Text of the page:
Twice each month, the Sun, Earth and Moon form a straight (or nearly straight) line in space, called a “syzygy.” At these times, the Moon is either at full or new phase and we can expect tides to run somewhat higher than normal. Twice each year, once at full and once at new phase, the Moon will also be very near perigee, its closest point to the Earth. These perigee Moons can produce the highest tides of the year.
On August 10th at 2 p.m. EDT, the Moon will arrive at its closest point to the Earth in 2014: a perigee distance of 221,765 miles away. Just nine minutes later, the Moon will officially turn full. Though full Moon theoretically lasts just a moment, the moment is imperceptible to ordinary observation, and for a day or two before and after most will speak of seeing the nearly full Moon as “full” (the shaded strip is so narrow, and changing in apparent width so slowly, that it is hard for the naked eye to tell whether it’s present or on which side it is).
The near coincidence of the August 10th full Moon with perigee will result in a dramatically large range of high and low ocean tides. Any coastal storm at sea around this time will almost certainly aggravate coastal flooding problems. Such an extreme tide is known as a perigean spring tide, the word spring being derived from the German springen — to “spring up,” not a reference to the spring season.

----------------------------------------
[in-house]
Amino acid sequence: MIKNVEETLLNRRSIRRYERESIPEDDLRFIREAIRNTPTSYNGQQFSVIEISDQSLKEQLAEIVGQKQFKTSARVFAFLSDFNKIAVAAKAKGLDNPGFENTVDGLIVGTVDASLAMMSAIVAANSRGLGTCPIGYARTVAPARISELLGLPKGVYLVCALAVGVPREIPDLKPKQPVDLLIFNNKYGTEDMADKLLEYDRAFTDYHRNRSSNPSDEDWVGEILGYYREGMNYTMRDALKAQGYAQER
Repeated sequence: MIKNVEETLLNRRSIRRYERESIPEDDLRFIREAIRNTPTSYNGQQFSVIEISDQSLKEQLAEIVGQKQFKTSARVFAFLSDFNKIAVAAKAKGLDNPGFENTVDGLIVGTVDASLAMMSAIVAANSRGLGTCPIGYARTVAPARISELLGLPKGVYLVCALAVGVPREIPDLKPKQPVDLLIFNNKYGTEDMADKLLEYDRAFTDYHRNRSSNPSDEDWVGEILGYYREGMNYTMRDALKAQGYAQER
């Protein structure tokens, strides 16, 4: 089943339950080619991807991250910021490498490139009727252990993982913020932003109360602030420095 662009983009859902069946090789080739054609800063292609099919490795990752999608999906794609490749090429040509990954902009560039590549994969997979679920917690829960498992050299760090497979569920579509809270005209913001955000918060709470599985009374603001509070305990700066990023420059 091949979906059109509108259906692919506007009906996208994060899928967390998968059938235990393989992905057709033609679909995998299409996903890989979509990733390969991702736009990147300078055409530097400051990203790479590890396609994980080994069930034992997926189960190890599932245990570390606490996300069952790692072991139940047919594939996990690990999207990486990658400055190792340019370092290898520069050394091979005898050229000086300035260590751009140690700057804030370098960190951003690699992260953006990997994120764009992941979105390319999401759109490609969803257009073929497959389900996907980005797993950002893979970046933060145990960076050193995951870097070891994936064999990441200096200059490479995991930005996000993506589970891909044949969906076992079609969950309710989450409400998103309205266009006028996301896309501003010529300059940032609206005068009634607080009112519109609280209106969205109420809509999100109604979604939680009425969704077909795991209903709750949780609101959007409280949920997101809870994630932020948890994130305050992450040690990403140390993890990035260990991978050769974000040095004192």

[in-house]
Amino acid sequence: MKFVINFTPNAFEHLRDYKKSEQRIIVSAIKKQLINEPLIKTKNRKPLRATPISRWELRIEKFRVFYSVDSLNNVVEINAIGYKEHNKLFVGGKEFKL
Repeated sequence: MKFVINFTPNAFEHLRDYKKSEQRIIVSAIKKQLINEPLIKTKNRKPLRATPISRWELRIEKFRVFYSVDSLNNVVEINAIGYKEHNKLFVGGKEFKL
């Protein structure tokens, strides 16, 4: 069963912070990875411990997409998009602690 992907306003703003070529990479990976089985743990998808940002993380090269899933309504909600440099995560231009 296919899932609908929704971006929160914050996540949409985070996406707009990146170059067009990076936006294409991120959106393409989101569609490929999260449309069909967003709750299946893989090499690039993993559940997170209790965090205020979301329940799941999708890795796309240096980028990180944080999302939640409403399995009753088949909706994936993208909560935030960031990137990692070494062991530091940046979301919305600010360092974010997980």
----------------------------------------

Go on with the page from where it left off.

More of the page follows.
Every month, “spring tides” occur when the Moon is full and new. At these times the Moon and Sun form a line with the Earth, so their tidal effects add together. (The Sun exerts a little less than half the tidal force of the Moon.) “Neap tides,” on the other hand, occur when the Moon is at first and last quarter and works cross-purposes with the Sun. At these times tides are weak.
For those who are well versed in mathematics, tidal force varies as the inverse cube of an objects distance. This month the Moon is 12.2 percent closer at perigee than it was at its extreme apogee – its farthest point from Earth in 2014 – on July 27. Therefore, on August 10th, the Moon will exert about 42 percent more tidal force compared to the spring tides just two weeks earlier.
The 2014 Observer’s Handbook of the Royal Astronomical Society of Canada refers to the August 10th Moon as the “largest full Moon in 2014,” – in recent years, a popular connotation for a full Moon that coincides with perigee has been “Supermoon” – the variation of the Moon’s distance is not readily apparent to observers viewing the Moon directly. To those living near the Bay of Fundy in eastern Canada, however, the rapid increase in the vertical tidal range of as much as 20 feet or more makes it quite obvious when the Moon is near perigee, whether the sky is clear or cloudy!